Michael McFadyen's Scuba Diving - North Bondi
Sydney residents would be aware that the waters around Sydney that were previously severely polluted by sewage are now much cleaner. At the time of writing, there are only two main sewerage outlets that still pour sewage into the ocean, these being located at Potter Point near Cronulla and Diamond Bay near Vaucluse. The three main sewage treatment works at Malabar, North Head and Bondi have all now switched over to the disposal of the effluent through deep-water ocean outlets that deposit it three to four kilometres off-shore.
The final treatment works to come on-line was the Bondi Sewage Treatment Plant. Prior to its connection in July 1991, the North Bondi and Flat Rock dive sites could only be dived in the right weather conditions when the sewage was blown away from the dive sites.
World famous Bondi Beach is located eight kilometres from the city. The diving at either end of Bondi Beach is excellent. However, the best dive site is at Ben Buckler Point at North Bondi. Drive your vehicle down Ramsgate Avenue to where the road splits into two. Take the lower road and you will find two small car parks just above the rock platform. These are now always full as the council has started to charge for parking in the streets and it appears residents who do not have exemption stickers park here now. Mostly you will need to park at the end of the upper road. Gear up in the car park and descend via the stairs at the north-western end of the lower car park to the rock platform. In very calm seas an excellent entry point is found right out to the south of the rock platform. In slight seas, an excellent entry is near the little break in the platform about 45° to the left of the stairs. In heavier seas, a good entry point is the rough boat ramp to your right. This is also the preferred exit point in all seas.
After entering the water, the best dive is to head directly to the south until you meet the sand. If you use the second entry point as described above, swim out 20 or 30 metres before descending. The depth here is five to six metres and the bottom is composed of large boulders. Swim due south, neither hurrying nor taking it too slow. Look under the rocks as you go and you may see moray eels, cuttlefish, eastern blue devils or eastern rock blackfish. Gradually the water gets deeper until after about 10 minutes it drops away to the sand. The depth here will be 15 metres.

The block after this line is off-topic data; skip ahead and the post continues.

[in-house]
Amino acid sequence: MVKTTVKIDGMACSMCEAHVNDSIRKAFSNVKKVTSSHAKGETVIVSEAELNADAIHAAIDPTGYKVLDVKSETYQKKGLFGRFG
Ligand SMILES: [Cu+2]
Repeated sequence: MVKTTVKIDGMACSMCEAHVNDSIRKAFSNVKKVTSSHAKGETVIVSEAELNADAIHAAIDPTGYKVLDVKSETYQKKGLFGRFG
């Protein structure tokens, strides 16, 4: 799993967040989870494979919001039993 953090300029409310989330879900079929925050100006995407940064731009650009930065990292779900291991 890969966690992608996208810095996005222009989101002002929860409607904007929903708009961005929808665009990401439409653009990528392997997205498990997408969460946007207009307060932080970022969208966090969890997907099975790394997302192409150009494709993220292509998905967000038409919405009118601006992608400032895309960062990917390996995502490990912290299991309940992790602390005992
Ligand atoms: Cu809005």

Follow the edge of the reef to the east, looking under all the overhangs.
The bottom to your right is composed of sand with some small isolated rocks. On your left there are different sized rocks with numerous small overhangs but very few swim-throughs. About 100 metres north of the spot where you met the reef edge, a large flat rock can be seen about 10 metres from the sand. A good swim-through is under it.
As you go, look for common sea dragons which are relatively plentiful on the sand adjacent to the rocks. You should be able to spot at least four or five on every dive. You can also see serpent eels with their heads just protruding out of their sandy holes. As well, there are snakeskin wrasse, blue groper, senator wrasse, maori wrasse, crimson-lined wrasse and the rarer pink-lined wrasse in this area. After 10 minutes of slow swimming (total time so far 20 minutes) you will pass a small wall and the depth of the sand will be 18 metres. This is a good place to turn around as it takes about 30 minutes to return to the boat ramp. At this point you will be due south of the car park.
If weather conditions are extremely calm, you may be able to enter the water to the north of the first mentioned spot and head a bit further north before reaching the sand. This will get you to 21 metres. However, I would only do this if you are an experienced diver and very good on your air as it is a long swim back to safety, especially if the seas come up while you are under. There are some great swim-throughs formed by the placement of the many large boulders . This is a very interesting area.
Travel to the west with the reef on your right. Do not linger too long. After six minutes (26 minutes) you will be back at the 15 metre level and another six minutes (32 minutes) at the 12 metre mark. Here the main reef turns to the north, although a sort of minor reef heads out towards the middle of Bondi Bay. It is a fairly long way back to the exit point and the depth only gradually decreases.
The reef continues in a northerly direction until the depth comes up to 8 metres (42 minutes) when it turns more to the north-east. The boat ramp is found when the water depth has risen to about 3 metres (52 minutes). Be careful if you hear any boats in this area as small tinnies use the ramp at all times of the day and night. They run at full speed up onto the specially designed ramp so if you hear an outboard, ascend very carefully. For your exit, surface and crawl out onto the ramp.
If diving North Bondi at night or in times of poor visibility, beware of the reef that goes into the bay as you can easily follow it instead of the main reef and end up out in the centre of the bay and not back on the boat ramp.
There is abundant fishlife to be seen here. As well as common sea dragons and the other fish described earlier, fish to be seen include stingaree, garfish, wirrah, half-banded seaperch, blue-striped cardinalfish, silver trevally, bream, yellowtail, snapper, luderick, silver sweep, old wife, rock cale, red morwong, one-spot puller, white ear and girdled parma. Occasionally you will even see large schools of yellowtail kingfish circling around you.
The tides and currents do not really affect this site but seas from the south or south-east will make it undiveable. As mentioned above, parking is at a premium and you will need to arrive early to get a spot. All in all, this is an excellent day or night dive, suitable for all levels of divers.